I was talking to a friend the other day, and she said, “I don’t miss my mother. I miss the idea of my mother.”
I could understand that completely. First of all, I got to know her mother before she passed away a decade ago, and the woman was as hard as nails. She’d say things to her daughter like, “Should you really eat that donut, honey? If you get any fatter you’ll never find yourself a man.”
I love my friend. She’s an amazing person. But she got that way in spite of, not because of, her upbringing. That, to me, makes her all the more impressive.
But all of us want our mothers every once in a while. We want unconditional love. We want someone to rock us in her arms and say, “There, there, everything’s going to be all right.” Unfortunately the reality of our mothers doesn’t always fit the fantasy of our mothers.
And that situation can apply to a lot of people that walk into and out of your life. I once was contacted by an ex-boyfriend whom I hadn’t spoken to in about 5 years. He asked me out. I was over the moon. This guy… well, to say we always had mad chemistry is putting it mildly. I was so excited by this unexpected contact that I completely forgot why I had broken up with him in the first place.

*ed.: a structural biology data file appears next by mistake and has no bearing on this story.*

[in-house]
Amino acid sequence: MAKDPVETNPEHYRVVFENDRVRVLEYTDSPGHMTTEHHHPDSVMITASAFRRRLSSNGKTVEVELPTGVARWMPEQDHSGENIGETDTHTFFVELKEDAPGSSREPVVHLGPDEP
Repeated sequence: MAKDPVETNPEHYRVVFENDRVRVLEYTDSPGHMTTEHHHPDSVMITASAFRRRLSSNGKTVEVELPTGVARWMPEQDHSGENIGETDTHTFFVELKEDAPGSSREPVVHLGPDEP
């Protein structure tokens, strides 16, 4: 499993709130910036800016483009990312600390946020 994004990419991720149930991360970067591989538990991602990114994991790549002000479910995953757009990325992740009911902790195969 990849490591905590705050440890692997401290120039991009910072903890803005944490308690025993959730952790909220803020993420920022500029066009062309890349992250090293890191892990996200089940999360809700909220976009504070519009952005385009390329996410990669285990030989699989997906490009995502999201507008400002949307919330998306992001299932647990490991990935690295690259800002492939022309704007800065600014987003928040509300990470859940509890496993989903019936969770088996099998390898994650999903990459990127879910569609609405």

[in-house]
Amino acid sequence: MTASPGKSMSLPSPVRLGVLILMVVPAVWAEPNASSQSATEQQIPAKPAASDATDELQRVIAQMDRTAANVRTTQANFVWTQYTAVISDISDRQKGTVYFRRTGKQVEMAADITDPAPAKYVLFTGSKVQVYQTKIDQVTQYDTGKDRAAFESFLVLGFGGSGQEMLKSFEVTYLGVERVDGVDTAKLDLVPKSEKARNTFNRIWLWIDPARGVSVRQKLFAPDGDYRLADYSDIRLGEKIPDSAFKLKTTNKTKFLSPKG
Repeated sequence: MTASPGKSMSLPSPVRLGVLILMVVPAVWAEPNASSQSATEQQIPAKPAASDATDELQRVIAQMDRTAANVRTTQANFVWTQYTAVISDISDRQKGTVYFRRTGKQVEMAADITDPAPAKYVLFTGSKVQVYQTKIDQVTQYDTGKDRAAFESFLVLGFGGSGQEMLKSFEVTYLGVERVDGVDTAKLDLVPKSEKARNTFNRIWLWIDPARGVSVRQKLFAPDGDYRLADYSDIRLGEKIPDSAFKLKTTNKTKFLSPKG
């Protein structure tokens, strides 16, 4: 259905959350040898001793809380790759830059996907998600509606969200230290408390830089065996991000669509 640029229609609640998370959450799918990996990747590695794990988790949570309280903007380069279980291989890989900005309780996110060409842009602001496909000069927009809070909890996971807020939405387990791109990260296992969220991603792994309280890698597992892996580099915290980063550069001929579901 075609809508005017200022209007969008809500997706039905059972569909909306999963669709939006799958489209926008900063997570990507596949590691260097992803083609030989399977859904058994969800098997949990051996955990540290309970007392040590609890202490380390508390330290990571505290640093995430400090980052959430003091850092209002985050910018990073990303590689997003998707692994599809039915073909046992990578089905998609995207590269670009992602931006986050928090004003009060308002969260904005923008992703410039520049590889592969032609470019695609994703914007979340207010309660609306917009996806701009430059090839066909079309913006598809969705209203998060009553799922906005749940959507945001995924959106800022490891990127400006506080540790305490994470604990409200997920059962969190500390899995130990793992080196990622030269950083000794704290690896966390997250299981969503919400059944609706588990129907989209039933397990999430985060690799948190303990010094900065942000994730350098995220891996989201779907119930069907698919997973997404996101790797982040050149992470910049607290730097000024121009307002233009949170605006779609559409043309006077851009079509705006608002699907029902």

So he comes to my door, and we hug, and certain parts of me nearly burst into flame. And we chatted and caught up with each other, and then we got up to go out to dinner and he said, “Wait. You’re going to wear that?”
I immediately thought, “Oh. It’s you.” The guy who criticized me. The guy who always made me feel as though I wasn’t quite good enough. The guy who liked to remind me that his ex-wife was a model. I had forgotten about that guy. I had replaced him in my head with mad chemistry guy, who suddenly no longer existed. I lost my appetite. I hadn’t missed him. I’d missed the idea of him. I never saw him again.
In this feast of life, sometimes it’s true: you really shouldn’t eat that donut.
[Image credit: sunwarrior.com]